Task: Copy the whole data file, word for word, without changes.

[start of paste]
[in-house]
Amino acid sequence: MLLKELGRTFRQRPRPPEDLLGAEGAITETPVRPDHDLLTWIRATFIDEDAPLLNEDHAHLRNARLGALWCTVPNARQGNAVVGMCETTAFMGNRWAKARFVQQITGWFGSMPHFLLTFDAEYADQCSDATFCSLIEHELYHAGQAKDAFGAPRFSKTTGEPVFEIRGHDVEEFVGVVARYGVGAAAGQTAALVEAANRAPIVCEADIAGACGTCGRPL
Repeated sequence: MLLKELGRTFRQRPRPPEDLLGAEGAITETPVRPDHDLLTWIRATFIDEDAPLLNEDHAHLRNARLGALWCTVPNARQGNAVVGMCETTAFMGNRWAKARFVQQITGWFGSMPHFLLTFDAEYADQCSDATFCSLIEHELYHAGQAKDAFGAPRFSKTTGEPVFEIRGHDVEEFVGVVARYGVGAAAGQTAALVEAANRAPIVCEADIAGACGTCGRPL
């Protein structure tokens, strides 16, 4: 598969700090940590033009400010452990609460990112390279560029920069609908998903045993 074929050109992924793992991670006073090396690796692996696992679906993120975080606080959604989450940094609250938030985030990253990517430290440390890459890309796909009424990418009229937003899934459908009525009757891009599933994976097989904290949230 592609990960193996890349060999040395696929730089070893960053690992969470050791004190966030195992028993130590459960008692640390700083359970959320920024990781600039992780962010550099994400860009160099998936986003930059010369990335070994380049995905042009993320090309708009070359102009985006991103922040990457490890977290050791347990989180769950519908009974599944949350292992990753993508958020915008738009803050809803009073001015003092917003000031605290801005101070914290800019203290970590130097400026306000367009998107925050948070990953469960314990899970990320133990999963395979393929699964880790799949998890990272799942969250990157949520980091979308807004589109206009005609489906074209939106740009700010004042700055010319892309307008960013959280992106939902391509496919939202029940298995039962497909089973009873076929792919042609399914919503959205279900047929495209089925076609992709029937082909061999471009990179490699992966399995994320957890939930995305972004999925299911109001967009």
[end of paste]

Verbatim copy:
[in-house]
Amino acid sequence: MLLKELGRTFRQRPRPPEDLLGAEGAITETPVRPDHDLLTWIRATFIDEDAPLLNEDHAHLRNARLGALWCTVPNARQGNAVVGMCETTAFMGNRWAKARFVQQITGWFGSMPHFLLTFDAEYADQCSDATFCSLIEHELYHAGQAKDAFGAPRFSKTTGEPVFEIRGHDVEEFVGVVARYGVGAAAGQTAALVEAANRAPIVCEADIAGACGTCGRPL
Repeated sequence: MLLKELGRTFRQRPRPPEDLLGAEGAITETPVRPDHDLLTWIRATFIDEDAPLLNEDHAHLRNARLGALWCTVPNARQGNAVVGMCETTAFMGNRWAKARFVQQITGWFGSMPHFLLTFDAEYADQCSDATFCSLIEHELYHAGQAKDAFGAPRFSKTTGEPVFEIRGHDVEEFVGVVARYGVGAAAGQTAALVEAANRAPIVCEADIAGACGTCGRPL
């Protein structure tokens, strides 16, 4: 598969700090940590033009400010452990609460990112390279560029920069609908998903045993 074929050109992924793992991670006073090396690796692996696992679906993120975080606080959604989450940094609250938030985030990253990517430290440390890459890309796909009424990418009229937003899934459908009525009757891009599933994976097989904290949230 592609990960193996890349060999040395696929730089070893960053690992969470050791004190966030195992028993130590459960008692640390700083359970959320920024990781600039992780962010550099994400860009160099998936986003930059010369990335070994380049995905042009993320090309708009070359102009985006991103922040990457490890977290050791347990989180769950519908009974599944949350292992990753993508958020915008738009803050809803009073001015003092917003000031605290801005101070914290800019203290970590130097400026306000367009998107925050948070990953469960314990899970990320133990999963395979393929699964880790799949998890990272799942969250990157949520980091979308807004589109206009005609489906074209939106740009700010004042700055010319892309307008960013959280992106939902391509496919939202029940298995039962497909089973009873076929792919042609399914919503959205279900047929495209089925076609992709029937082909061999471009990179490699992966399995994320957890939930995305972004999925299911109001967009």